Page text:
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The Harrier, the Plane Not the Bird

Updated on June 12, 2016
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2 USMC AV-8Bs perform a flyby over the Washington DC Mall during the Desert Storm Victory Parade, June 1991.RuckPack N94422, is the only civilian owned Harrier.  Manassas Air Show, May 2015.Art Nalls performs in RuckPack at Dulles Day, September 2013.A USMC AV-8B on the Washington Mall during the Desert Storm Victory Parade, June 1991.The USMC AV-8B on the Washington Mall, June 1991, number inside the stenciled bomb indicates number of missions.A USMC AV-8B at an Andrews AFB, Joint Service Open House.A USMC AV-8B taxies after it gave a flight demonstration at the Andrews AFB, Joint Service Open House.A USMC AV-8B hovers at an Andrews AFB, Joint Service Open House.A USMC AV-8B performs at an Andrews AFB, Joint Service Open House.A USMC AV-8B hovers at an Andrews AFB, Joint Service Open House.A USMC AV-8B that flew Operation Desert Storm missions at the May 1991 Andrews AFB, Joint Service Open House.Nose art on a USMC AV-8B.  It flew 61 Operation Desert Storm missions.  A USMC AV-8B hovers from side to side at the Andrews AFB Joint Service Open House, May 1998.Underside view of a USMC AV-8B at the Andrews AFB Joint Service Open House, May 1998.A USMC AV-8B performing at the Andrews AFB Joint Service Open House, May 1998.
2 USMC AV-8Bs perform a flyby over the Washington DC Mall during the Desert Storm Victory Parade, June 1991.
2 USMC AV-8Bs perform a flyby over the Washington DC Mall during the Desert Storm Victory Parade, June 1991. | Source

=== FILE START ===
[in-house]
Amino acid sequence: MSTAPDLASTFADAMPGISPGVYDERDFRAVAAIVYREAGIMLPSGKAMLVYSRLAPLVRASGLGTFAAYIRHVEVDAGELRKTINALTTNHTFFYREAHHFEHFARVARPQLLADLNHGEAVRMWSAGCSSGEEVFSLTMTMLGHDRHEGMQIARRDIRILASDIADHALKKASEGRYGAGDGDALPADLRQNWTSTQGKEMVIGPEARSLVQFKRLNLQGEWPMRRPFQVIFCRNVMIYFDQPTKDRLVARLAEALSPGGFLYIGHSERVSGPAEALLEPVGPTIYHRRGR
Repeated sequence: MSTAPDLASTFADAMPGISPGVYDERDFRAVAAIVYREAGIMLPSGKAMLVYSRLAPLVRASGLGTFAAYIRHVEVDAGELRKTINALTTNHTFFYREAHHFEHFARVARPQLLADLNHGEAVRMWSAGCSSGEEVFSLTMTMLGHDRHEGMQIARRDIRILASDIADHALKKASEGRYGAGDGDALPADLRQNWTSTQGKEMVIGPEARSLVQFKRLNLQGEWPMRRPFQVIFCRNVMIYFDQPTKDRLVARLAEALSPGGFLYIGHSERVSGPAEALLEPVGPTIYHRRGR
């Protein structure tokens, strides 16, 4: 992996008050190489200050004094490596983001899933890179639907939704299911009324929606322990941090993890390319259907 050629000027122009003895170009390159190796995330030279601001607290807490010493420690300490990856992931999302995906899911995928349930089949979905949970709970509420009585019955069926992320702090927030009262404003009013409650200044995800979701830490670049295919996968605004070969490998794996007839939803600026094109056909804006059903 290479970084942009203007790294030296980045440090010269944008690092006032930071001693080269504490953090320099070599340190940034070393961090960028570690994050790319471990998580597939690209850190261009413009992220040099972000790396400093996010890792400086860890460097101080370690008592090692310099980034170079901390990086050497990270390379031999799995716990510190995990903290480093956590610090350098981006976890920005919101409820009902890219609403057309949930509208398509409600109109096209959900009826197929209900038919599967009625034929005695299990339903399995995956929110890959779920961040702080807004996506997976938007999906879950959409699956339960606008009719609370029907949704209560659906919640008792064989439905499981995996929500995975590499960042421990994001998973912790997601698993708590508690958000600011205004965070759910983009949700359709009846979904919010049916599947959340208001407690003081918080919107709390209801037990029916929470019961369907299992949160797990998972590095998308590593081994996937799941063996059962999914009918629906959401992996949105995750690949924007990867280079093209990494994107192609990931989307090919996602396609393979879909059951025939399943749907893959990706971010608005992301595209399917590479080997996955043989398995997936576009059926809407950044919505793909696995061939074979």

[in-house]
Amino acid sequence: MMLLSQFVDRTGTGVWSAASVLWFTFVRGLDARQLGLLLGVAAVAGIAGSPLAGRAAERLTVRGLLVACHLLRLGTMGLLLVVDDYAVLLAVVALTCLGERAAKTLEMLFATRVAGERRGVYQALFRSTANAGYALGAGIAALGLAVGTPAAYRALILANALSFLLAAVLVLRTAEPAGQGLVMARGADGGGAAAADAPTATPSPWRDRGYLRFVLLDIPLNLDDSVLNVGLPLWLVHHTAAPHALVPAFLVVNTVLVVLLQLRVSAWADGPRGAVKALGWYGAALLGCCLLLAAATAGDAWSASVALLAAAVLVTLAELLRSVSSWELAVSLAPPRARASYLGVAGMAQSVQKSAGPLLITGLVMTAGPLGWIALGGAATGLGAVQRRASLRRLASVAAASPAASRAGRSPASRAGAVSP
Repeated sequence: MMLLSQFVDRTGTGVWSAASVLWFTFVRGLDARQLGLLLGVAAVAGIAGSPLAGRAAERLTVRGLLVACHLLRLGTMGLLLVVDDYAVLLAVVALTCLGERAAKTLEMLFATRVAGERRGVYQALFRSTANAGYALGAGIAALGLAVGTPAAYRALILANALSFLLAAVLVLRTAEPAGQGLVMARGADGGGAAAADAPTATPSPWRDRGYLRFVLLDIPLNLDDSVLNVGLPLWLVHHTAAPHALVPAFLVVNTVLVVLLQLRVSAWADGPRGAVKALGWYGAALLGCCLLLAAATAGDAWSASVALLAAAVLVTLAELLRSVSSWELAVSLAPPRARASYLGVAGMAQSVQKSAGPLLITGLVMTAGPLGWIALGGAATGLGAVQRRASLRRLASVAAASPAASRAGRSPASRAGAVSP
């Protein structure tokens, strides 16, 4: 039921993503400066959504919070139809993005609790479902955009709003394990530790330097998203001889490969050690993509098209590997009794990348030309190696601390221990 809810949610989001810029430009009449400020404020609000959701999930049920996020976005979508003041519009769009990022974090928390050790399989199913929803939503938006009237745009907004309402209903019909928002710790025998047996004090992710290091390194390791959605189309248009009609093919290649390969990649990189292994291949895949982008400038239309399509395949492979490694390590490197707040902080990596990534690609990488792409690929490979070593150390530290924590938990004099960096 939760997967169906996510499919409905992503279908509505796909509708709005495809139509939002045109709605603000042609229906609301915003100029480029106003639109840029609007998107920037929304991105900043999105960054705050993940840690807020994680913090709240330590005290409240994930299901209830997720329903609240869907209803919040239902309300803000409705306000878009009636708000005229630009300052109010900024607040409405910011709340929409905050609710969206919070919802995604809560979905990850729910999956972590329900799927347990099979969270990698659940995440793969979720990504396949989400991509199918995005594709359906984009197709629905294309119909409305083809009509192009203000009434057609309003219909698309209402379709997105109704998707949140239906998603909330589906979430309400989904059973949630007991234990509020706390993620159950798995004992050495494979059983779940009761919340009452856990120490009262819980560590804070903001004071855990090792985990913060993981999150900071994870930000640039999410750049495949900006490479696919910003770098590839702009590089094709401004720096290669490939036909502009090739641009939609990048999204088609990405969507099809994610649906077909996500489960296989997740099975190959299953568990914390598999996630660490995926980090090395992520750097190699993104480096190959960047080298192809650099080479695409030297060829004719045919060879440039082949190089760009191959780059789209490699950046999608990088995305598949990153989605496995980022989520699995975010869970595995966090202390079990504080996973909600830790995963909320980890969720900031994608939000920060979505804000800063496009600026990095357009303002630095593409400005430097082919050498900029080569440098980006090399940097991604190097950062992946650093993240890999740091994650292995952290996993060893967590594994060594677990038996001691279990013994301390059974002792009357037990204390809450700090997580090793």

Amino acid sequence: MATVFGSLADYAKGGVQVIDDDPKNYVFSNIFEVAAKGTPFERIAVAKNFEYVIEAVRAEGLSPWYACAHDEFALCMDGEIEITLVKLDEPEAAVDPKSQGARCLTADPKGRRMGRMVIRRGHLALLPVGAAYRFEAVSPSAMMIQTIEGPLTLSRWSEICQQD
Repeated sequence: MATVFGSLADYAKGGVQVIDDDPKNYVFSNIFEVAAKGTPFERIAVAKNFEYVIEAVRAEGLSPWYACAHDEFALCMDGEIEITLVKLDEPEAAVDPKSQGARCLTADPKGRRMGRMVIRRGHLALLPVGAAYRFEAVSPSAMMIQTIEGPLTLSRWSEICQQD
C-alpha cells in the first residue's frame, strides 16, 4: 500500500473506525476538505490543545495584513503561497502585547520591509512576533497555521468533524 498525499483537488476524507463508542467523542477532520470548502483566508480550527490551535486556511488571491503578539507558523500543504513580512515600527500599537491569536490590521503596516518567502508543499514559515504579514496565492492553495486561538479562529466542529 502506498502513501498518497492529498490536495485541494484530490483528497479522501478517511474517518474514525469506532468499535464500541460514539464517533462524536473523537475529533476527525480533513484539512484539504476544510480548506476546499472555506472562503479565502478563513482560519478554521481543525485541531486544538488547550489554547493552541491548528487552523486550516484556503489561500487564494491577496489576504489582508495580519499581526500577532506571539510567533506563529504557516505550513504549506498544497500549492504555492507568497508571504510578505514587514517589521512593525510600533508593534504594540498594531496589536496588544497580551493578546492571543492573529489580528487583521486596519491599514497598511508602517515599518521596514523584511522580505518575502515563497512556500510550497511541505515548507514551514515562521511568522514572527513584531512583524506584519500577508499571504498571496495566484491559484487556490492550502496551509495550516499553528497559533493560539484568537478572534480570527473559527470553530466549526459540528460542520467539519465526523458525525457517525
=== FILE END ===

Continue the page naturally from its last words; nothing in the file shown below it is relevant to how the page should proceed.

RuckPack N94422, is the only civilian owned Harrier.  Manassas Air Show, May 2015.
RuckPack N94422, is the only civilian owned Harrier. Manassas Air Show, May 2015. | Source
Art Nalls performs in RuckPack at Dulles Day, September 2013.
Art Nalls performs in RuckPack at Dulles Day, September 2013. | Source
A USMC AV-8B on the Washington Mall during the Desert Storm Victory Parade, June 1991.
A USMC AV-8B on the Washington Mall during the Desert Storm Victory Parade, June 1991. | Source
The USMC AV-8B on the Washington Mall, June 1991, number inside the stenciled bomb indicates number of missions.
The USMC AV-8B on the Washington Mall, June 1991, number inside the stenciled bomb indicates number of missions. | Source
A USMC AV-8B at an Andrews AFB, Joint Service Open House.
A USMC AV-8B at an Andrews AFB, Joint Service Open House. | Source
A USMC AV-8B taxies after it gave a flight demonstration at the Andrews AFB, Joint Service Open House.
A USMC AV-8B taxies after it gave a flight demonstration at the Andrews AFB, Joint Service Open House. | Source
A USMC AV-8B hovers at an Andrews AFB, Joint Service Open House.
A USMC AV-8B hovers at an Andrews AFB, Joint Service Open House. | Source
A USMC AV-8B performs at an Andrews AFB, Joint Service Open House.
A USMC AV-8B performs at an Andrews AFB, Joint Service Open House. | Source
A USMC AV-8B hovers at an Andrews AFB, Joint Service Open House.
A USMC AV-8B hovers at an Andrews AFB, Joint Service Open House. | Source
A USMC AV-8B that flew Operation Desert Storm missions at the May 1991 Andrews AFB, Joint Service Open House.
A USMC AV-8B that flew Operation Desert Storm missions at the May 1991 Andrews AFB, Joint Service Open House. | Source
Nose art on a USMC AV-8B.  It flew 61 Operation Desert Storm missions.
Nose art on a USMC AV-8B. It flew 61 Operation Desert Storm missions. | Source
A USMC AV-8B hovers from side to side at the Andrews AFB Joint Service Open House, May 1998.
A USMC AV-8B hovers from side to side at the Andrews AFB Joint Service Open House, May 1998. | Source
Underside view of a USMC AV-8B at the Andrews AFB Joint Service Open House, May 1998.
Underside view of a USMC AV-8B at the Andrews AFB Joint Service Open House, May 1998. | Source
A USMC AV-8B performing at the Andrews AFB Joint Service Open House, May 1998.
A USMC AV-8B performing at the Andrews AFB Joint Service Open House, May 1998. | Source